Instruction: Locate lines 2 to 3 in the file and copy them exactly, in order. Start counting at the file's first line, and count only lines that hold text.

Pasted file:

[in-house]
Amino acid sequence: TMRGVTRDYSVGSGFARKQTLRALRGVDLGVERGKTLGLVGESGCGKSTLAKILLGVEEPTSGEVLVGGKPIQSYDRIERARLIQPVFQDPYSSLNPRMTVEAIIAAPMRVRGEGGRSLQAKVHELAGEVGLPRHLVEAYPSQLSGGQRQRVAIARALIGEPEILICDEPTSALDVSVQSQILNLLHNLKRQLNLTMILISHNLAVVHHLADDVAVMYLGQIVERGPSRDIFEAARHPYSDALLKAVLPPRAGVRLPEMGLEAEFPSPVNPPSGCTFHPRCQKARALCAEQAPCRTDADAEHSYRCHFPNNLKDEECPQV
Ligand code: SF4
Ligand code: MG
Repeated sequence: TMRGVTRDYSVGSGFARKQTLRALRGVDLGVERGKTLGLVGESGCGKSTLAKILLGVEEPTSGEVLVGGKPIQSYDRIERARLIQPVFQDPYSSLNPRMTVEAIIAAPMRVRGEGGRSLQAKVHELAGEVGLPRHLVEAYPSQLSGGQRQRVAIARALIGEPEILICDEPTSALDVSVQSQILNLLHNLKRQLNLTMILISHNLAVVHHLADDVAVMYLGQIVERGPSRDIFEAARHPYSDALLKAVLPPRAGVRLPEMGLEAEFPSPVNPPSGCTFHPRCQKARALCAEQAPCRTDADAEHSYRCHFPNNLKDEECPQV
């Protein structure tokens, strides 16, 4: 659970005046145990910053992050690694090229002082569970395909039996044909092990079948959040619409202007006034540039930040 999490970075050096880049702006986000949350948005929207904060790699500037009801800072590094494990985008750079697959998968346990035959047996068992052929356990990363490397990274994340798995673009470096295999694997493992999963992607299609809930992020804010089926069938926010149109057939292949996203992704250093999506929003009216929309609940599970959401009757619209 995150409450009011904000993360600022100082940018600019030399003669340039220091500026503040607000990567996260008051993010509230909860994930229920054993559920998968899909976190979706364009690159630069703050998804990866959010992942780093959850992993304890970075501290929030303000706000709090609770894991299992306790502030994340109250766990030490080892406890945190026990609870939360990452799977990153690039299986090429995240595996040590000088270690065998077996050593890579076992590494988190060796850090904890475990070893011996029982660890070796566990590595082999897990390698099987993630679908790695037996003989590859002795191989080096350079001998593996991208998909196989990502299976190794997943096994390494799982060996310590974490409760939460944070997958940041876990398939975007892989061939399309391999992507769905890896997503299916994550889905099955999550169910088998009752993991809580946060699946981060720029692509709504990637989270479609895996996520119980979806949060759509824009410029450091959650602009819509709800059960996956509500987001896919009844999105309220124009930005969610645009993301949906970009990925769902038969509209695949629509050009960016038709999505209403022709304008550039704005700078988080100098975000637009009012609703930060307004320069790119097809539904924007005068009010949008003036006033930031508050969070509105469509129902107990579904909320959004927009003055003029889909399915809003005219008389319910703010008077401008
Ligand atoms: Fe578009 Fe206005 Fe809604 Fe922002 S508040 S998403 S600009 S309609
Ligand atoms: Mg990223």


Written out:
Amino acid sequence: TMRGVTRDYSVGSGFARKQTLRALRGVDLGVERGKTLGLVGESGCGKSTLAKILLGVEEPTSGEVLVGGKPIQSYDRIERARLIQPVFQDPYSSLNPRMTVEAIIAAPMRVRGEGGRSLQAKVHELAGEVGLPRHLVEAYPSQLSGGQRQRVAIARALIGEPEILICDEPTSALDVSVQSQILNLLHNLKRQLNLTMILISHNLAVVHHLADDVAVMYLGQIVERGPSRDIFEAARHPYSDALLKAVLPPRAGVRLPEMGLEAEFPSPVNPPSGCTFHPRCQKARALCAEQAPCRTDADAEHSYRCHFPNNLKDEECPQV
Ligand code: SF4